Peat free growing
You know you want to avoid buying bagged compost with peat in it. We can help you make your own homemade growing medium. It's not difficult, and we can help you create just the right mix for your pots and plants. Not only are you saving money, but also the planet.
What is peat?
It is a type of soil made up of waterlogged, partially-decomposed plant material (including sphagnum moss and other acid-loving plants), which has built up over nearly 10,000 years in wetland habitats.
Why shouldn’t we use it?
More than 95% of lowland bogs in the UK have been destroyed or damaged, in order to gather peat on a large industrial scale. This totally destroys vast habitats which support many rare and endangered species of plants and wildlife. They cannot be regenerated - they are gone for ever. (It takes a year to create just 1mm of peat.) Peat is also the largest and most efficient land-based store of carbon, one of the planet’s damaging greenhouse gases. Peat bogs store on average 10 times more carbon per hectare than any other eco-system, including forests. Garden plants don't actually need peat, whereas bog plants growing in the wild do.
So, what should we use instead?
It depends on what you are growing. When filling your flowerpots and containers, you can have fun creating your own ‘soil’ mixes, so long as you have your own source of compost, top soil (loam) and leafmould. (To remind yourself how to make compost, see How to Compost.) The ideal growing medium for containers should
• Provide the correct nutrients for the plant. • Retain moisture, but drain well. • Retain air, yet hold plant roots firmly. • Be uniform in consistency, eg no large lumps, etc. • Be free from pest, disease and weed seeds.
It should not
• Reduce in volume, leaving pots, trays and containers half empty. • ‘Slump’, becoming compact and airless. • Become drained of nutrients very quickly or be too rich for young seedlings
Here below are the best mixes for growing mediums
Sowing seeds Seeds contain their own nutrients so they will germinate successfully in low nutrient material, with good drainage. Recommended mix: 1 part loam (garden soil), 1 part leafmould, 1 part horticultural sand.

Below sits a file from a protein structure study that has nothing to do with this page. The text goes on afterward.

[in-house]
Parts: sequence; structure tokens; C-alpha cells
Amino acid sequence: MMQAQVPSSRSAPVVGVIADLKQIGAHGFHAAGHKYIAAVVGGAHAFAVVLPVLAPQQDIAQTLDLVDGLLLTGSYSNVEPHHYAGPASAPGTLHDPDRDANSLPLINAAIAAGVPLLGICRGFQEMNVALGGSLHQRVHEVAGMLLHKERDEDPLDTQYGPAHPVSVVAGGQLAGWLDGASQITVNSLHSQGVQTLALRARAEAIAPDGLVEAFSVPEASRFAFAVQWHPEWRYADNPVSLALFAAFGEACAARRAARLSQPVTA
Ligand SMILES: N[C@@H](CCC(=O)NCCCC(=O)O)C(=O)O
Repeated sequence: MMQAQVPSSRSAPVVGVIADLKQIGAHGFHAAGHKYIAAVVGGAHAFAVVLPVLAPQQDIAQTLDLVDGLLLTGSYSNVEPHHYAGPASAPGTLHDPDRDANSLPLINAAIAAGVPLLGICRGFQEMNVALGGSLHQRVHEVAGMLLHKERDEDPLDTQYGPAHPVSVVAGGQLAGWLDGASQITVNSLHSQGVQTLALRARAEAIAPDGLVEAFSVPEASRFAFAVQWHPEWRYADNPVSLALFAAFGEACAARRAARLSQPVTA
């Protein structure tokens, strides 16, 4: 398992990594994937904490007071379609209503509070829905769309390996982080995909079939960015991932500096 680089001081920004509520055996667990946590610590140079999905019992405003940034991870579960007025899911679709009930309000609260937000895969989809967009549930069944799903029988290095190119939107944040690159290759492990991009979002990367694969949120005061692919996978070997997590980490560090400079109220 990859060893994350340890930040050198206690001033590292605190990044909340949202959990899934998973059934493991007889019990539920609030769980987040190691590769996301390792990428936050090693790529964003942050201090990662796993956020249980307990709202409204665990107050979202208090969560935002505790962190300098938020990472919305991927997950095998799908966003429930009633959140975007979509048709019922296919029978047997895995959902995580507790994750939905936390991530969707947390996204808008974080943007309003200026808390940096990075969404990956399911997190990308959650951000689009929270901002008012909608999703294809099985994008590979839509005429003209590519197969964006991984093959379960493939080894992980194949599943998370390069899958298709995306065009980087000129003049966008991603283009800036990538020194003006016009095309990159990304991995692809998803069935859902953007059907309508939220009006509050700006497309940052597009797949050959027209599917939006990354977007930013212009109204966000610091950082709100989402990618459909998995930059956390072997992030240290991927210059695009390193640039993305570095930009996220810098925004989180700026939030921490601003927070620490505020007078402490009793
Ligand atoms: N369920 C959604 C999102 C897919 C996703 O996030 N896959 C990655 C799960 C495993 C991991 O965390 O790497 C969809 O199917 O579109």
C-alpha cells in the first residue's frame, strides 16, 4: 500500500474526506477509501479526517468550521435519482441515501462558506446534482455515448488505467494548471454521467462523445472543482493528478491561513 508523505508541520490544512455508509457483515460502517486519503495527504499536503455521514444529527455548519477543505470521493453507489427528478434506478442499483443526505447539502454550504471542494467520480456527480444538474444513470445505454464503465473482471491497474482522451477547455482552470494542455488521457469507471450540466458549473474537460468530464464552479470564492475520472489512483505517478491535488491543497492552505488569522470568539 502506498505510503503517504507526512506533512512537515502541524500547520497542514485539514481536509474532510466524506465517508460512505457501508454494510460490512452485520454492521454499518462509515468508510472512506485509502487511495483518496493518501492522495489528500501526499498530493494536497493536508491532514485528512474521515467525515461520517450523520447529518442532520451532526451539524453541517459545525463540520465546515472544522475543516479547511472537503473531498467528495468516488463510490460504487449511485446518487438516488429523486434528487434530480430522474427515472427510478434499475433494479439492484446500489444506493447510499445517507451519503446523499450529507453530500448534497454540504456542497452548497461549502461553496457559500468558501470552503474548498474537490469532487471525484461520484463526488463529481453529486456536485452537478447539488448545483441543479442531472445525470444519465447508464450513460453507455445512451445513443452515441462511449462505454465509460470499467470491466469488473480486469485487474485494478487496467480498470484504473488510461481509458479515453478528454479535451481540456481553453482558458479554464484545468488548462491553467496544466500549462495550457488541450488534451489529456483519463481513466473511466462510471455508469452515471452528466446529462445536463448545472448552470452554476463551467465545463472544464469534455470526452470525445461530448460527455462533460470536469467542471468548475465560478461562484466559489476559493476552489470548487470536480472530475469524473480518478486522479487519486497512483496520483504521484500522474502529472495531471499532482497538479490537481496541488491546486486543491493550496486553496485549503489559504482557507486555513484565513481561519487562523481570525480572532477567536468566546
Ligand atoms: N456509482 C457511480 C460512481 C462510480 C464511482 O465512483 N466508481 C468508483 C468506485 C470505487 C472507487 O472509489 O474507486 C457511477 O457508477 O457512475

Potting on Seedlings and young plants need excellent drainage and a little more nutrient (not too much, or they become leggy without finding their own strength). Recommended mix: 1 part loam (garden soil), 1 part leafmould, 1 part sieved garden compost.
Cuttings These need excellent drainage (so their ends don’t rot) and fine textured medium (to help the roots establish). Recommended mix: Half sharp sand and half home compost (or purchased peat-free growing medium such as coir).
Planting herbs Sage, thyme and marjoram all need a well-drained soil. It is the wet, not the cold, that will kill their roots. Recommended mix: 1 part loam (garden soil), 1 part home compost, 1 part sharp sand.
Large containers Plants growing for a long time in pots need a good source of slow release nutrients.
Recommended mix: 1 part loam, 1 part compost. It is good to feed at certain times such as blooming and fruiting – use a foliar or liquid feed. See how to make Comfrey tea.
If you do need to buy a bag of what the garden centres call compost, make sure it is ‘peat free’ medium. These have improved hugely over the past few years, and many are now outperforming the peat products.
Check the labels – reduced peat means there is still peat there, sometimes as much as 90%. Ignore claims of ‘not from an environmentally sensitive site’ – all peat bogs are sensitive habitats. And organic doesn’t necessarily mean peat free.
Garden Organic advisory sheet Making potting mixes
Natural England's factsheet on peat bogs